WASHINGTON -- A question has been gnawing at Frank McNeirney since he read that some Roman Catholic bishops want to deny Communion to Catholic politicians, such as the presumptive Democratic presidential nominee John F. Kerry, whose public positions are at odds with church doctrine.
"Does this only apply to abortion?" asked McNeirney, 67, of Bethesda, Md. "What about the death penalty?"
After retiring as a trade magazine editor a dozen years ago, McNeirney founded a nonprofit organization, Catholics Against the Death Penalty, which has 1,200 members across the country. It's a mom-and-pop operation, run by McNeirney and his wife, Ellen, out of their home. They are the first to acknowledge that it has nowhere near the political clout or public visibility of the nation's antiabortion groups.
But McNeirney is not alone in questioning whether the church's political vision has become myopic, focusing too narrowly on abortion.
Some Catholic publications, educators, and elected officials are also warning that church leaders may appear hypocritical or partisan if they condemn Kerry because he favors abortion rights, but they say nothing about Catholic governors who allow executions, Catholic members of Congress who support the Iraq war, or Catholic officials at all levels who ignore the church's teachings on social justice.
Answering questions at a news conference in Rome on Friday, a top Vatican official said politicians who unambiguously support abortion rights are "not fit" to receive the Eucharist, which Catholics believe is the body and blood of Christ. But the official, Cardinal Francis Arinze, was not asked about politicians who disobey other church teachings.
Meanwhile, the head of a US bishops task force examining the problem said yesterday that Roman Catholic politicians who advocate policies contrary to church teaching on abortion and other issues may risk sanctions that fall short of denial of Holy Communion.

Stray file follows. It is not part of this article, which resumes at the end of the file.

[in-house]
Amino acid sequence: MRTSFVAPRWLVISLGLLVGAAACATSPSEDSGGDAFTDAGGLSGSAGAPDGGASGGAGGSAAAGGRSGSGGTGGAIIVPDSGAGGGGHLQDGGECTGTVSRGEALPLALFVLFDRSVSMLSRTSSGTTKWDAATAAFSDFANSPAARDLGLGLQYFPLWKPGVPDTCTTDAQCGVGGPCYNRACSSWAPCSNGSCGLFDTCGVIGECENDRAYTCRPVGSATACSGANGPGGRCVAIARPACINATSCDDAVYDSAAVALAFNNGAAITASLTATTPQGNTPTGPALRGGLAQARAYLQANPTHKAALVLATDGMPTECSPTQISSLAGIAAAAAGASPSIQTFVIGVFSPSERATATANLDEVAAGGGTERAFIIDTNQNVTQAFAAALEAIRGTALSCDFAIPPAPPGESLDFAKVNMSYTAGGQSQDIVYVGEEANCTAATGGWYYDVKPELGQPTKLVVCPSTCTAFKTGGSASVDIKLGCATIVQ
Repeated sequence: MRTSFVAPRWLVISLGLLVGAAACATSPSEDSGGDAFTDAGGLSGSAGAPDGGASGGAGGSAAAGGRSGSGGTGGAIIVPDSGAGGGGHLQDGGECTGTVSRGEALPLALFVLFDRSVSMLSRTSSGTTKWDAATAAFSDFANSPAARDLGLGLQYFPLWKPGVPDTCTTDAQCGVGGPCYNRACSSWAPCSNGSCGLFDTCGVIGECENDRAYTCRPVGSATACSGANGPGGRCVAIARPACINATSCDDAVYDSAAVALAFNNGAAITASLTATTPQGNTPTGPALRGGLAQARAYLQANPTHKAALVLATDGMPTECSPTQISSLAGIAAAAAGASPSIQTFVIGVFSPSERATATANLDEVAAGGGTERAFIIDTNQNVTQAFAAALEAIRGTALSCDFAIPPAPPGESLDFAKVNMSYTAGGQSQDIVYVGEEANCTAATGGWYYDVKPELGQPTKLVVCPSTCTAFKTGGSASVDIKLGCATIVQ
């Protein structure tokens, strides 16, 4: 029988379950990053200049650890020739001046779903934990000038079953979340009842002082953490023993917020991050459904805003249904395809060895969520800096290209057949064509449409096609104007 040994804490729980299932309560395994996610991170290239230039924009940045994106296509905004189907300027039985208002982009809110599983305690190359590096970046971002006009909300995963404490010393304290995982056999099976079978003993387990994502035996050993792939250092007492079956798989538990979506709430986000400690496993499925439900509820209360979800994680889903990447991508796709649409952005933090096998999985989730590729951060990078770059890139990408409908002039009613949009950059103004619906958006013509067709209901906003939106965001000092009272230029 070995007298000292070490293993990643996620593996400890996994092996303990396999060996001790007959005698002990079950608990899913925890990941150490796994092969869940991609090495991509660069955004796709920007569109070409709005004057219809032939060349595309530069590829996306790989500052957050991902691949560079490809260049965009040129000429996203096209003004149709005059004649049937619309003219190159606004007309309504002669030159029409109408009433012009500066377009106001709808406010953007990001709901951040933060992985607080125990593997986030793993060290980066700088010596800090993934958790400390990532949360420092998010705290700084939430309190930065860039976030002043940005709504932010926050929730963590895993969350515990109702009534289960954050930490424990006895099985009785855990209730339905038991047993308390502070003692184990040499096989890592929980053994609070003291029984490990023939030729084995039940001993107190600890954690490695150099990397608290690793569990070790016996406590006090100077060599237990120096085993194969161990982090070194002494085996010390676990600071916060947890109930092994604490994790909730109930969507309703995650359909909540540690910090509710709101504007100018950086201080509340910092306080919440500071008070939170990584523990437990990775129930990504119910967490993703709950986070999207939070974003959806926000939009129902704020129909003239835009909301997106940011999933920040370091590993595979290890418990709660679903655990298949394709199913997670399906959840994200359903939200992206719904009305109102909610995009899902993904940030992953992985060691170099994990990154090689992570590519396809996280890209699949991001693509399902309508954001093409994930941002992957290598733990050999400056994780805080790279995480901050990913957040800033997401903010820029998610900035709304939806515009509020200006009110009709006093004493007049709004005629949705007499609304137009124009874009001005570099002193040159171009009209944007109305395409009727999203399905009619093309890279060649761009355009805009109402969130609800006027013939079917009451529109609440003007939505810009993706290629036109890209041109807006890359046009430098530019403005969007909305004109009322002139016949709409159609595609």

"I have not gotten to the stage where I'm comfortable in denying the Eucharist," Cardinal Theodore McCarrick, archbishop of Washington, D.C., said in an interview.
Asked what sanctions the task force might recommend for politicians, McCarrick said Catholic universities could deny honorary degrees, dioceses may withhold honors, and Catholic institutions may not invite them to speak. The Washington archbishop, who met privately with Kerry on April 15, said he was not speaking specifically about Kerry. "It is not a question of Senator Kerry, but of American Catholic politicians," he said.
No major Catholic lay organization has called for bishops to take politicians to task because of their stands on other matters.
"Both Kerry and [President] Bush support the war in Iraq and [Pope John Paul II] does not. The pope has made that very, very clear. But does it get any attention? No," said Raymond L. Flynn, head of the group Your Catholic Voice and a former US ambassador to the Vatican and former mayor of Boston.
One reason, Flynn said, is that antiabortion groups are "far better organized" than Catholic organizations that focus on promoting peace, fighting poverty, or abolishing the death penalty.
Another reason, in the view of many Catholics, is that abortion is a more important and clear-cut issue. "Abortion is a foundational piece. If you don't have life, the other rights don't matter," said Susan Gibbs, spokeswoman for McCarrick. "Abortion is always wrong. The death penalty and war are not always wrong."
Still, McNeirney said Catholic governors such as Jeb Bush of Florida who have approved numerous executions are "morally worse" than politicians such as Kerry who vote for abortion-rights legislation but are not "personally participating in the killing."
"I think the church is very consistent in saying that ending human life is something that should be up to God, not man," he said.